To alleviate the fiscal pressure associated with the aging challenge, countries might employ various policy options, such as raising retirement ages or trimming benefits, encouraging greater participation of women in the workforce, increasing immigration, promoting offshore investment, and implementing pro-natalist policies. 

But no single policy initiative is likely to be sufficient to alleviate the pressures caused by aging populations, and improvements are likely to be uneven among countries.


The Youth Bulge

A number of developing countries are facing a different challenge:  a "youth bulge," or a disproportionate concentration of population in the 15-to-29 year-old age group. 

 

Over the next 20 years, with the exception of Sub-Saharan Africa, the size of youth bulges will decrease in all regions of the world.  But the number of youth in many developing countries will remain large.

The inability of states to adequately integrate youth populations is likely to perpetuate the cycle of political instability, ethnic wars, revolutions, and anti-government activities that already affects many countries.  And a large proportion of youth will be living in cities, where opportunities will be limited.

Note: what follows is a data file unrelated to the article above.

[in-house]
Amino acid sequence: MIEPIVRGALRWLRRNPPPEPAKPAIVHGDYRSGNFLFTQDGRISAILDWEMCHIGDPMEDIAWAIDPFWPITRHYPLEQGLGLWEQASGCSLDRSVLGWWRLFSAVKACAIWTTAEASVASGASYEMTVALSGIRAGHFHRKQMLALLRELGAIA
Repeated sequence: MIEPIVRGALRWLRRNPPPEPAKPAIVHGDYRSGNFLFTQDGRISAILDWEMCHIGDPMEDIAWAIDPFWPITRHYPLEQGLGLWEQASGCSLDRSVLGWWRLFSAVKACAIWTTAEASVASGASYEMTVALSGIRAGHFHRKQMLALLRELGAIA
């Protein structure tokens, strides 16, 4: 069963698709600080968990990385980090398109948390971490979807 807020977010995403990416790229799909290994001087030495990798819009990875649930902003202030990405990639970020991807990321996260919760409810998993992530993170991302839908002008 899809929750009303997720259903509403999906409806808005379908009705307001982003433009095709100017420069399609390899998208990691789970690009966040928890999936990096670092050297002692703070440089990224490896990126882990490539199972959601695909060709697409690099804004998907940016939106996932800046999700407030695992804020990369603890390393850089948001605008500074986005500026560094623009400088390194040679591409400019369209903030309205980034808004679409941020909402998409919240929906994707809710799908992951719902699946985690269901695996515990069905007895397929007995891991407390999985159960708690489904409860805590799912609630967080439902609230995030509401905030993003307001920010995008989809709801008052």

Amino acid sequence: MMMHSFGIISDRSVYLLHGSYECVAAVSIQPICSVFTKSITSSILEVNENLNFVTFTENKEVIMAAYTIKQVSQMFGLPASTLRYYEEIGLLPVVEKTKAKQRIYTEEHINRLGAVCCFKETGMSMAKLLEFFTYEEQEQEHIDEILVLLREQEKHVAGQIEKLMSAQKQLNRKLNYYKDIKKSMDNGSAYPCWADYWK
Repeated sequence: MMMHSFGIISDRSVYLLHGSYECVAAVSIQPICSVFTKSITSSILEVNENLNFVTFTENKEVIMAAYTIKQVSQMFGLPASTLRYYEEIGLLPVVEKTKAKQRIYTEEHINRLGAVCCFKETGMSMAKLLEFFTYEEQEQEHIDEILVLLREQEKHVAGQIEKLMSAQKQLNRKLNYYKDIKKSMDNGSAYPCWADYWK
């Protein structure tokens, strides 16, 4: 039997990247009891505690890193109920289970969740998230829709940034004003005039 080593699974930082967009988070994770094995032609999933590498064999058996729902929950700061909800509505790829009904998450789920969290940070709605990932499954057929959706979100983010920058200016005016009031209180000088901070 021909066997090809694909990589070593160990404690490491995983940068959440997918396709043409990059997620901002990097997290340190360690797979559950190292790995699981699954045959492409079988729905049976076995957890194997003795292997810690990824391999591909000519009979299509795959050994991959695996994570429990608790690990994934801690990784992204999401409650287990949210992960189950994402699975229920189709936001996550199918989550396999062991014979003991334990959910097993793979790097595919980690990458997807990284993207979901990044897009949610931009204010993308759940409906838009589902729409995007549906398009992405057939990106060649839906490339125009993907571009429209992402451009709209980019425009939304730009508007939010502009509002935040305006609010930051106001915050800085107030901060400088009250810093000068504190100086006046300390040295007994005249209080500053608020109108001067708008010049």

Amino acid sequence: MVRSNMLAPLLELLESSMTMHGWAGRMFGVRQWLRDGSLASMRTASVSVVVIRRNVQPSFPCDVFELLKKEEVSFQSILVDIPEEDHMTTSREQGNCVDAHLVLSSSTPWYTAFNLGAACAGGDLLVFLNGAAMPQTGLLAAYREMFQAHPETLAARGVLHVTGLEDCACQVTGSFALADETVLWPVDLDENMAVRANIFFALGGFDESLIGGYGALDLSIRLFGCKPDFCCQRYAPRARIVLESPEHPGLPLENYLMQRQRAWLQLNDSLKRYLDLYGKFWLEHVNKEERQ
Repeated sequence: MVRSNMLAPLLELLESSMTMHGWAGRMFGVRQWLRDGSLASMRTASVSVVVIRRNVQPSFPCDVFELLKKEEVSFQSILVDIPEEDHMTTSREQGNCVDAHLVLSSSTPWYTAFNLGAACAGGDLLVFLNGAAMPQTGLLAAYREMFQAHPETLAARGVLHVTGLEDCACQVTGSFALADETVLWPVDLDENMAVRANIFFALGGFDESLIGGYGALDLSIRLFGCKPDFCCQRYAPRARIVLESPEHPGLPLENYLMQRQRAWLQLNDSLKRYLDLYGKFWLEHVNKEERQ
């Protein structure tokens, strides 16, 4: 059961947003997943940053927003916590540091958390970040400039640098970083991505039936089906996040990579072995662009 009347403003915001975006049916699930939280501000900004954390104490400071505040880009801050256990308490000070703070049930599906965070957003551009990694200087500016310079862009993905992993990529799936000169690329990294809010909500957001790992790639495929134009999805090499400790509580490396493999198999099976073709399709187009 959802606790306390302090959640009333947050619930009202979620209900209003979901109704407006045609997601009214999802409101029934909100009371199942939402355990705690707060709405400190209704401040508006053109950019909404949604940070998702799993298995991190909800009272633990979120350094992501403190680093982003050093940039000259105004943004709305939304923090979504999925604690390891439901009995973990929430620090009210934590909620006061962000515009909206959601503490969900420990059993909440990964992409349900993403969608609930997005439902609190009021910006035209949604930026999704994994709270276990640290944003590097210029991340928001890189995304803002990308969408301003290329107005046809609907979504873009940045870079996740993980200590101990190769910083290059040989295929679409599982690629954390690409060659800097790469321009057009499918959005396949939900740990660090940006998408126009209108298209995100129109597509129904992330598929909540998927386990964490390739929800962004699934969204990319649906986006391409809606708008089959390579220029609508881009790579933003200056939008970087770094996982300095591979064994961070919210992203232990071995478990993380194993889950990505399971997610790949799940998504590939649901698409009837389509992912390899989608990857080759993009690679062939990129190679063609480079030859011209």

Global Migration

Global migration, which is very likely to increase over the next 10 to 20 years, could provide a partial solution to problems associated with both aging and large youth populations.  An estimated 140 million people now live outside their countries of birth.  Migration of younger workers would offset the retirement of older workers in countries with aging populations and provide jobs for unemployed youth from developing countries.

 

Migration also could reduce strains on social systems in both aging and youth bulge countries.

 

Despite its benefits, global migration will present serious challenges to both sending and receiving countries. 

Emigration will drain many developing countries of their already small pools of highly educated elites, making it more difficult to generate higher growth.  Countries in Sub-Saharan Africa will be among the hardest hit.  The region already has lost some 20,000 professionals annually over the last decade, including a total of some 30,000 Ph.D.s, according to a United Nations report. 

 

Implications of Demographic Trends for the United States